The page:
From the river to the mountains, Whitehorse is a picturesque place. However, it’s the people that make Whitehorse truly breathtaking . Beauty is found in Yukoners weaving their unique skills and talents into the tapestry of the north. This is the first in a three part series about three particularly extraordinary women of Whitehorse.
Teagyn Vallevand is an impressive young woman who pours her heart and soul into many different pockets of the Yukon. Vallevand is a member of the Kwanlin Dün First Nation and her whole family has roots from the Whitehorse area.
Vallevand is an F.H. Collins graduate. However, she felt lost in high school and yearned to search for her identity as a First Nations person.
Vallevand wanted to learn about her true history, an education she never fully received in high school. After much learning and searching, Vallevand was steady on her feet and ready to help other indigenous youths understand their identity.
Vallevand has committed herself to this passion with gusto, firmly believing that even if she just helps one person, all of her hard work will be worth it.
Vallevand sits on the board for the Skookum Jim Friendship Centre and the Northern Cultural Expressions Society.
That is just the beginning of her accomplishments.
Vallevand is a part-time student at Yukon College, where she’s working towards her degree in First Nation Governance and Public Administration. She compliments her studies by working part-time at the office of the Yukon Member of Parliament, Larry Bagnell.
Working as a scrutineer in a First Nations election piqued her interest in politics. In her own words, it “opened up a can of worms,” to the concept of the power of the people.
Vallevand is a firm believer that everyone needs to be involved in government to some extent. She says it’s a necessity to keep the government accountable and aware of what the people want.
As a First Nations person, Vallevand notes it can be difficult working in government. Though her job is officially non-partisan, she’s proud to work for the Hon. Larry Bagnell, a politician, she truly believes, who works for the people. At the office, Vallevand takes on the task of running the Yukon Youth Council, due to her passion for youth empowerment.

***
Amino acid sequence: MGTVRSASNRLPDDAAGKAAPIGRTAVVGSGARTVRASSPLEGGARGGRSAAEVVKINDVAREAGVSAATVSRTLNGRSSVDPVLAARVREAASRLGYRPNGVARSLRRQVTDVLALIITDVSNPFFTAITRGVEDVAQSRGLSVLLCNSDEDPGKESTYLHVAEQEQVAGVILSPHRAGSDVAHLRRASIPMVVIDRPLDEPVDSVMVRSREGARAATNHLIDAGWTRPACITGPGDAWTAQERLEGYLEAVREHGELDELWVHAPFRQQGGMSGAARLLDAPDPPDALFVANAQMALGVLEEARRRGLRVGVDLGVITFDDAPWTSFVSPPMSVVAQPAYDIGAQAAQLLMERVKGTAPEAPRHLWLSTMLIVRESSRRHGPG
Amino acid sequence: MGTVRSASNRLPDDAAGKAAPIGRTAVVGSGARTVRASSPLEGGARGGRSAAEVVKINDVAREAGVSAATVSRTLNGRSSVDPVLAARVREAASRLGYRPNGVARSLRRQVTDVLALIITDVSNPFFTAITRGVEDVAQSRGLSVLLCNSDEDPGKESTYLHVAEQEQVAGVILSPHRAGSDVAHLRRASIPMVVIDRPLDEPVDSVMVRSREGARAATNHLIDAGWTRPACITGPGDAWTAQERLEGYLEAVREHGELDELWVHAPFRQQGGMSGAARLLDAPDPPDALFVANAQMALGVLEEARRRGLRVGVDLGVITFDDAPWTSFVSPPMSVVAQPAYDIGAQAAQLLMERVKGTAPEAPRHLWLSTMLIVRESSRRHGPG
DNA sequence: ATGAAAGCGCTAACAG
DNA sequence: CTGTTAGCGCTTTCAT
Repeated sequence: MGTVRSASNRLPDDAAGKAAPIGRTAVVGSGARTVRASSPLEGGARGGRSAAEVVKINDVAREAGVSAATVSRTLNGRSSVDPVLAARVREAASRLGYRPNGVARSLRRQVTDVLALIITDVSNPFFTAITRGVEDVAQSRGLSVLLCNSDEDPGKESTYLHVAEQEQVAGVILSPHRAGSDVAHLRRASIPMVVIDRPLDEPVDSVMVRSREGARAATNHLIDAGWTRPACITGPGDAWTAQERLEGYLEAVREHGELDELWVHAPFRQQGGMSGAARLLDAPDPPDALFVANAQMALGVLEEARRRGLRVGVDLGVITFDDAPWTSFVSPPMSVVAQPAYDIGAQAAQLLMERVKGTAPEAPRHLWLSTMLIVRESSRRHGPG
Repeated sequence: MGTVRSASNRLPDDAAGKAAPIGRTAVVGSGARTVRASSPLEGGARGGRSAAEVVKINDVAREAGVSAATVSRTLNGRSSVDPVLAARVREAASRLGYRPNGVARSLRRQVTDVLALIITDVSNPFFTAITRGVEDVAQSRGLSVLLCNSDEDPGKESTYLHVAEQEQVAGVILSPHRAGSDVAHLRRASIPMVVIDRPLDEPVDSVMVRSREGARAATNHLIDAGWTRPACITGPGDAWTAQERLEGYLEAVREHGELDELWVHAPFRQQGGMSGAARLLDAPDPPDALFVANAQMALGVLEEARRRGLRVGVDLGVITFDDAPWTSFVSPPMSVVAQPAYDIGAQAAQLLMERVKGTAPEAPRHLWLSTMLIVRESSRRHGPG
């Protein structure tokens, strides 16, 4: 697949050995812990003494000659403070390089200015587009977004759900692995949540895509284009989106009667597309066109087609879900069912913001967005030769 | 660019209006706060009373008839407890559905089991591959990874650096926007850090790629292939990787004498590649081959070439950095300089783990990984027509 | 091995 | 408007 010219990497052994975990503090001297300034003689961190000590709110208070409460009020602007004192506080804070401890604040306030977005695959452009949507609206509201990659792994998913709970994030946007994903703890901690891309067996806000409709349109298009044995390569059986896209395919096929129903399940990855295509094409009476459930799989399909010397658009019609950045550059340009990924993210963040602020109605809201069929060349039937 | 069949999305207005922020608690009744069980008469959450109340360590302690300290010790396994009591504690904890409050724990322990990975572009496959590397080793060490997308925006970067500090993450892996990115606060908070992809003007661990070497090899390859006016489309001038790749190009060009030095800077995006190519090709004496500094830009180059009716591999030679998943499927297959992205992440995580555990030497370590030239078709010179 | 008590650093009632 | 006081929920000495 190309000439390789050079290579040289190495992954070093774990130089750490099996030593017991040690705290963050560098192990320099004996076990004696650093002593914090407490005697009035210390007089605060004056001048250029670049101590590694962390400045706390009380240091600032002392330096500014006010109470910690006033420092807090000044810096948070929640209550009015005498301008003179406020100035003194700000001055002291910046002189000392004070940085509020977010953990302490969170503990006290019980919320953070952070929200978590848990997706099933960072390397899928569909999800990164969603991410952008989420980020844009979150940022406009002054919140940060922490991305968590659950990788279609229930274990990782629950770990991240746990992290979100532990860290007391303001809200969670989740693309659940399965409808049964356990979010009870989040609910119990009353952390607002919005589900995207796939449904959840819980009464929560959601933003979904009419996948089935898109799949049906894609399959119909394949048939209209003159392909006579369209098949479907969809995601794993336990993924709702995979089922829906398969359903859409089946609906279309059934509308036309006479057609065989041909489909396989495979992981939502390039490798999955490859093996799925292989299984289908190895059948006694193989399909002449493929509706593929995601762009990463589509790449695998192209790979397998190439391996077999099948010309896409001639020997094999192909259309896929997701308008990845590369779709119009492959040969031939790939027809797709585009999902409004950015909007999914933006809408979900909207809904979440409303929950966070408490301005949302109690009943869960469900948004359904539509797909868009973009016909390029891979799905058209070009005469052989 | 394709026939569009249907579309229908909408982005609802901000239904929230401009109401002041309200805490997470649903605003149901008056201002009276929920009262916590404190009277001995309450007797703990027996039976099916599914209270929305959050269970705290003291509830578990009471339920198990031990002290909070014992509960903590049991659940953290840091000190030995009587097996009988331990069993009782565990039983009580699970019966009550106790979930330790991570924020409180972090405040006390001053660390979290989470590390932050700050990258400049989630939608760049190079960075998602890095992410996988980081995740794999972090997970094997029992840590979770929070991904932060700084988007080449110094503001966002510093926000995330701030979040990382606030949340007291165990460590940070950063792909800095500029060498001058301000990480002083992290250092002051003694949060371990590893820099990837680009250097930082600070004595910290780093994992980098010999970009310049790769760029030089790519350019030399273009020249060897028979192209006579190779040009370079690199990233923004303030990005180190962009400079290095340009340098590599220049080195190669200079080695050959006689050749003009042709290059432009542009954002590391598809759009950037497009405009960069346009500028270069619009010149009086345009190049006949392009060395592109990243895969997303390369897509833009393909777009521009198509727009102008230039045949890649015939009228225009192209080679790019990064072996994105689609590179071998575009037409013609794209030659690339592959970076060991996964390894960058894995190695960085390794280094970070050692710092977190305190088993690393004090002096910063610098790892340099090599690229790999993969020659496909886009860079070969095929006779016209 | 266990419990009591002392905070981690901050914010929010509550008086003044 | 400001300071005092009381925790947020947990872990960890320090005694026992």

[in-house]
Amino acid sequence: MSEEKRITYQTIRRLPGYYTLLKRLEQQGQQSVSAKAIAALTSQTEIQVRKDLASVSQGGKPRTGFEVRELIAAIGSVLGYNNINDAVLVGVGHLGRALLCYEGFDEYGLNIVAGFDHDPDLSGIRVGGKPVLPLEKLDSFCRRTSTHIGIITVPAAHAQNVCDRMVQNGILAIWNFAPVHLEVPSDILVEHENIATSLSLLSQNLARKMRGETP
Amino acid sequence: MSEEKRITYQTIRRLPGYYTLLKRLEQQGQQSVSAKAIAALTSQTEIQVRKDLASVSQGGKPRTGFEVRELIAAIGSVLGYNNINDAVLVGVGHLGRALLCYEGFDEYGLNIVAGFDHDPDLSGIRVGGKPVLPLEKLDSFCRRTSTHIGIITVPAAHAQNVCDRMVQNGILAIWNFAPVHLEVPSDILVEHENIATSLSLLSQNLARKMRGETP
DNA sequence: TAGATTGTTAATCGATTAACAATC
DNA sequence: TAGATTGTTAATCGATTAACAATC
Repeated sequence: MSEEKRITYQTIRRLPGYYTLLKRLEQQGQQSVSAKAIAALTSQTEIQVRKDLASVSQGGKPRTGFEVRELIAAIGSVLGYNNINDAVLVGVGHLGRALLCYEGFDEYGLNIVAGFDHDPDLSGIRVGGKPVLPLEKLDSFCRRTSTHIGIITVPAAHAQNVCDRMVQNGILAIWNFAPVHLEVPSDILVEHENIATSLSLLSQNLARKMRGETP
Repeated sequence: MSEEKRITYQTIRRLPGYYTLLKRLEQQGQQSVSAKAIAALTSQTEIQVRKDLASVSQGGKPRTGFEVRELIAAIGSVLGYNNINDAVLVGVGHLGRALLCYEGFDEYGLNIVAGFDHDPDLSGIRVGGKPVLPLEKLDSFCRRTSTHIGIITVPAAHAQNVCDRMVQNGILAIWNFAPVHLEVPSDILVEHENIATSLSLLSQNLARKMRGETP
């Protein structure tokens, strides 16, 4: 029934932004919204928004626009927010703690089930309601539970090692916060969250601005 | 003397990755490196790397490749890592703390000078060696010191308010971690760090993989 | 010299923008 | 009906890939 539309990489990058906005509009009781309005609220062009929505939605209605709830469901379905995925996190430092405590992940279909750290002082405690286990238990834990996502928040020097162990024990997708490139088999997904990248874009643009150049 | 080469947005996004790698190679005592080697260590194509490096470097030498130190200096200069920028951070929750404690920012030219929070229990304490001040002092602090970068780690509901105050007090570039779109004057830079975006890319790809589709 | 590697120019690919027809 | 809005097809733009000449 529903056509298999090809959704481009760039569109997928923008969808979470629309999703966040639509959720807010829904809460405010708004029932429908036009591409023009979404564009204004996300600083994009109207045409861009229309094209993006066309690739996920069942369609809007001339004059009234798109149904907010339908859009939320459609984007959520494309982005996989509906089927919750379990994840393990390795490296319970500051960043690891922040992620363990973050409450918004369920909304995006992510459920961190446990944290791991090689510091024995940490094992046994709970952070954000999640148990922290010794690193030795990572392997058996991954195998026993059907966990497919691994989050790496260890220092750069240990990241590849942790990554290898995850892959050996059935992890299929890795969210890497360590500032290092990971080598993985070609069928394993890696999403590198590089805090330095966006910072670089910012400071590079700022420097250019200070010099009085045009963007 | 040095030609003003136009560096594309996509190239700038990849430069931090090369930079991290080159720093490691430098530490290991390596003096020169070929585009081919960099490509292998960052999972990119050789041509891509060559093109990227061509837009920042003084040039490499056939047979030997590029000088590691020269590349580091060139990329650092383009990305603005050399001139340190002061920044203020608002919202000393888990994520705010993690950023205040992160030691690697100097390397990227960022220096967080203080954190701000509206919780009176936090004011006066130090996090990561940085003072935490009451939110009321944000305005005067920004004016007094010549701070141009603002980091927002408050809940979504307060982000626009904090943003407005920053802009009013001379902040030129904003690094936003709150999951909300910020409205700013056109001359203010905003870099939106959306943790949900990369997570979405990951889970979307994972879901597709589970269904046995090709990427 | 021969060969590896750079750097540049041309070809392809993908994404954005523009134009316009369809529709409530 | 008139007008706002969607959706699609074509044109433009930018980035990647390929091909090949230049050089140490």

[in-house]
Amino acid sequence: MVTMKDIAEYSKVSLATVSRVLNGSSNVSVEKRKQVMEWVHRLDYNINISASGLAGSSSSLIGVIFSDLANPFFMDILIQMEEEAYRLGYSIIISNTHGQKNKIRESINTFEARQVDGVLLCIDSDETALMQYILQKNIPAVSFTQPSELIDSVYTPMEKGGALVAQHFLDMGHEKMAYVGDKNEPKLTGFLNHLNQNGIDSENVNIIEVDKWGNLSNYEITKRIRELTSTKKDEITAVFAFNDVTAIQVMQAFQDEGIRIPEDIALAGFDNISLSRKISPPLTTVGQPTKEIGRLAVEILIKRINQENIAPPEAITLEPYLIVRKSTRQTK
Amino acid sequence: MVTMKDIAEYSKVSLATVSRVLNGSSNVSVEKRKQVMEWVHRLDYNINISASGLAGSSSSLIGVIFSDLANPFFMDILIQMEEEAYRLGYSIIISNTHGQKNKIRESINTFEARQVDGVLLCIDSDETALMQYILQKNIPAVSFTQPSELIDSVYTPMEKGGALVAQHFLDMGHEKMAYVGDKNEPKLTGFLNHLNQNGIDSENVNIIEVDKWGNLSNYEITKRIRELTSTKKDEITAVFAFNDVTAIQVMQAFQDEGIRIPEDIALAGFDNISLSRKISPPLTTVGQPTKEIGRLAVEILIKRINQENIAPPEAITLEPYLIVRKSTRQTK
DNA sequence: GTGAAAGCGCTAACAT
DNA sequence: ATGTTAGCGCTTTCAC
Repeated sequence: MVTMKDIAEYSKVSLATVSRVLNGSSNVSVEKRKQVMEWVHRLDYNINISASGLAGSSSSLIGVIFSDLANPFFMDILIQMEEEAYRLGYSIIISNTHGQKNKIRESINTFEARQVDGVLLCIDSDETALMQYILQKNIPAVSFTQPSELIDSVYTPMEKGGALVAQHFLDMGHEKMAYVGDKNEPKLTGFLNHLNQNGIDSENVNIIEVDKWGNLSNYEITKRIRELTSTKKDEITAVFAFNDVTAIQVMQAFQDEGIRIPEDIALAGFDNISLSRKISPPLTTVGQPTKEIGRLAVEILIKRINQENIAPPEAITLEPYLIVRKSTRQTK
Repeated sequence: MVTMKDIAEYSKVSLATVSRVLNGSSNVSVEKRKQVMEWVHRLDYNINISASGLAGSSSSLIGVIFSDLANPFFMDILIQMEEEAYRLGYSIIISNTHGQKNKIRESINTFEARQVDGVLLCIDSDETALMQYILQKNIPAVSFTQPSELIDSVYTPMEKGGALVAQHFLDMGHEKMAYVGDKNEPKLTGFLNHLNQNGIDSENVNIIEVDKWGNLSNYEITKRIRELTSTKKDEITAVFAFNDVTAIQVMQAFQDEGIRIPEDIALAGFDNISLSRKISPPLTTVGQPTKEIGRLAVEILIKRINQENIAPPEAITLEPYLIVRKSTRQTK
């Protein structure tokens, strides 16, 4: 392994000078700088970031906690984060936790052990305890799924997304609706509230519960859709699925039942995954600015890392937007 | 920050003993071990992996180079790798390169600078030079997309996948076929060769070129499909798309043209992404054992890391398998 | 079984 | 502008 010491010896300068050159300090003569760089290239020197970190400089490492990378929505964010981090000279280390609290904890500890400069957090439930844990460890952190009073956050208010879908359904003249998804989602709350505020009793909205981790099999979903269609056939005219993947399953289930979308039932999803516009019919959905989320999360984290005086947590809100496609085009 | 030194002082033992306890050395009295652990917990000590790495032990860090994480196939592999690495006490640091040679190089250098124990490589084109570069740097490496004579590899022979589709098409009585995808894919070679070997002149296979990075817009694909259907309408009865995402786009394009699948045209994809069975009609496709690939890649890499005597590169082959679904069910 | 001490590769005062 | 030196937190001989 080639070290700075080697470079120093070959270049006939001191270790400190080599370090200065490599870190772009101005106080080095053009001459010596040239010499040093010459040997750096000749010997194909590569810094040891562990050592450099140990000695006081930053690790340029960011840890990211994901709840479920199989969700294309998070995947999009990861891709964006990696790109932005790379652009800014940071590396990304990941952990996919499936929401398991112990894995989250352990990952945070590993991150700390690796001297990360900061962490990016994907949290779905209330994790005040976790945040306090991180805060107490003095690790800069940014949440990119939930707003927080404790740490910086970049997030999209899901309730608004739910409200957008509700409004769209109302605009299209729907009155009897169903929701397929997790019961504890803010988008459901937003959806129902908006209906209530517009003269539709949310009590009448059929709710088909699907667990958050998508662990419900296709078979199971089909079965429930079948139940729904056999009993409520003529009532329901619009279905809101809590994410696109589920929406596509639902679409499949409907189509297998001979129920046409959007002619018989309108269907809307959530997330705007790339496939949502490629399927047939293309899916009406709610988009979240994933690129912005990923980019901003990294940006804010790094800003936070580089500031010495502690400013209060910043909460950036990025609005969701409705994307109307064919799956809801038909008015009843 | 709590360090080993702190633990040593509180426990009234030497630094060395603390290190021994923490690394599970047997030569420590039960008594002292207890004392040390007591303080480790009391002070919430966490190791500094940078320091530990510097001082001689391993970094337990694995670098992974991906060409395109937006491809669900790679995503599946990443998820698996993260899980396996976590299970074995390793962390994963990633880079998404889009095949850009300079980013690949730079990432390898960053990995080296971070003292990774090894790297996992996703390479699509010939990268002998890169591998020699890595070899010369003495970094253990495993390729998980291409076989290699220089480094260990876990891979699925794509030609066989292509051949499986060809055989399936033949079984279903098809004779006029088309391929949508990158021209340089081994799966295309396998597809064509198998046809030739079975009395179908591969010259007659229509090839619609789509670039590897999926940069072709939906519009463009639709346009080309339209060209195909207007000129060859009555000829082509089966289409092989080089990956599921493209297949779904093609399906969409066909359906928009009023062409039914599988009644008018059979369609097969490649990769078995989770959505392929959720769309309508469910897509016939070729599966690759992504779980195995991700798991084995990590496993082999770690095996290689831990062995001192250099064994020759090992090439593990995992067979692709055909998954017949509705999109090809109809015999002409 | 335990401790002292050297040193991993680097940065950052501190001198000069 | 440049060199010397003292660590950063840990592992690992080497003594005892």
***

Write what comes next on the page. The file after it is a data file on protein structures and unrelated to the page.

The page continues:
Vallevand’s passion for working with youth extends past the walls of our Member of Parliament’s office. She is a youth facilitator and regularly helps run Lateral Violence Workshops with her business partner Aurora Hardy (another young adult, Kwanlin Dun First Nation) throughout the territory. These workshops are directed towards indigenous youth and they address lateral violence, which is emotional and physical violence directed against one’s peers.
In Vallevand’s opinion, intergenerational trauma, racism and the feeling of loss of power all contribute towards this violence.
To further help her indigenous community, Vallevand and Hardy also routinely conduct Blanket Exercises across the Yukon. The Blanket exercise is an interactive exercise where blankets are placed across the floor to represent the land and participants are taken through the history of Indigenous Peoples and colonization. Participants then read through Canada’s history in a manner that highlights the Indigenous perspective, while the blankets are manipulated to correspond with the history. Vallevand and Hardy were trained through Respectful Workplace and Kwanlin Dun First Nation. Their business is based out of Whitehorse, Yukon.
Though it was originally created for youth, an increasing number of adults are partaking in the blanket exercise. Vallevand believes this demographic shift is happening because it’s such an amazing interactive learning opportunity, with an authentic human connection.
Vallevand described the workshop as building a bridge between the indigenous and non-indigenous communities.
She says that she’s thankful to be a part of such positive, beautiful and meaningful work. This is a path Vallevand wants to continue. She looks towards the future with a desire to spread lateral kindness and strengthen her community.